The Race For A New Internet Has Begun
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Europe will create a network infrastructure based on quantum physics
In May 2023, Dr. Benjamin Lanyon of the University of Innsbruck (Austria) took an important step toward creating a new type of Internet: he transferred information along a 50-kilometer-long optical fiber using the principles of quantum physics.
Information in quantum physics differs from the units of data (binary digits) stored and processed by computers that form the core of today’s World Wide Web. The scope of quantum physics covers the properties and interactions of molecules, atoms, and even smaller particles such as electrons and photons.
Quantum bits, or “qubits,” offer the promise of transmitting information more securely because the particles change with the act of observing and measuring them. That means that a spy cannot go unnoticed.
Lanyon said his work is making quantum internet look feasible within cities, after which longer intercity distances will be the goal.
“You could imagine this is a big city scale,” he said.
Its breakthrough was part of an EU research project to bring the goal of a quantum Internet closer.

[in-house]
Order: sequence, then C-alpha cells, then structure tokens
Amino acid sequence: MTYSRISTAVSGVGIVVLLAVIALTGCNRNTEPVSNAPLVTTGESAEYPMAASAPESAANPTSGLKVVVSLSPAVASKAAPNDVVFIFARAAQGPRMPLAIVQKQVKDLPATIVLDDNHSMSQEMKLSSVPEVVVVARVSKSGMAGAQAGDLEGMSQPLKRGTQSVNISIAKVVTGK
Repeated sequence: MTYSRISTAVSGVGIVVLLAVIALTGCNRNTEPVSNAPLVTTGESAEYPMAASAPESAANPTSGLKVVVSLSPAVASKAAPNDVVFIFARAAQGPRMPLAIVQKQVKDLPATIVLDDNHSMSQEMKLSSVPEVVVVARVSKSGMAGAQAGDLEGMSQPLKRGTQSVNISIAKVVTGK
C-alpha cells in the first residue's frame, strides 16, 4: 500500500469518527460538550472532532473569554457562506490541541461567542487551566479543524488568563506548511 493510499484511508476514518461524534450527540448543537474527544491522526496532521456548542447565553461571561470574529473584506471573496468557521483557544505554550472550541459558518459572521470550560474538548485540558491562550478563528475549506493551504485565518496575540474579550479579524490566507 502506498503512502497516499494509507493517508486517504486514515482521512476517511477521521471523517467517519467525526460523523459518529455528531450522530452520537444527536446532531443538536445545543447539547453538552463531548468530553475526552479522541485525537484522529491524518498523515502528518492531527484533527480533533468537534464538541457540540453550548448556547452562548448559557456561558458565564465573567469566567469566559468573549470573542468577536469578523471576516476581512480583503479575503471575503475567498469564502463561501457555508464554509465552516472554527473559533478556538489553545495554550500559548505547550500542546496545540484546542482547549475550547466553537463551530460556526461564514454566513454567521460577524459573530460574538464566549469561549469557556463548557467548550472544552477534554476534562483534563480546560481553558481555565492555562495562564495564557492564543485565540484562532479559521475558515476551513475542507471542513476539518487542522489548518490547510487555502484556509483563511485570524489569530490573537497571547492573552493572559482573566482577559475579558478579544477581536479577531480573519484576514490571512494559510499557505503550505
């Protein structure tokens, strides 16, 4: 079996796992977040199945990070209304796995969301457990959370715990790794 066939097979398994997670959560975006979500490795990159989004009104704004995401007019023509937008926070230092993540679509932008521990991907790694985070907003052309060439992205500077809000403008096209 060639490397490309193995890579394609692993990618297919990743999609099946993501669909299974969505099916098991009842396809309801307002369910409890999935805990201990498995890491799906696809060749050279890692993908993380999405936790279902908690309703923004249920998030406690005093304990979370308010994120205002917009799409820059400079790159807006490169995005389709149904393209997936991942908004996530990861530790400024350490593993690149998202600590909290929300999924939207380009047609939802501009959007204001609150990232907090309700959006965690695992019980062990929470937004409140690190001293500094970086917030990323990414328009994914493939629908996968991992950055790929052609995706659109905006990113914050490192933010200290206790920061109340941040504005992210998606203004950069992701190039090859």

The project, called Quantum Internet Alliance (QIA) , brings together research institutes and companies from all over Europe. The initiative will receive €24 million of EU funding over three and a half years until the end of March 2026.
“It is not intended to replace the classical Internet, but to work together,” said Stephanie Wehner, a German who coordinates the QIA and is a professor of quantum information at Delft University of Technology in the Netherlands. “We are not going to replace Netflix.”
A key concept in quantum physics is entanglement. If two particles become entangled, no matter how far apart they are in space, they will possess similar properties; For example, both will have the same measure of something called “spin,” a quantum version of the direction in which the particles spin.
The spin state of the particles is not clear until they are observed. Until then, they are in multiple states called superposition.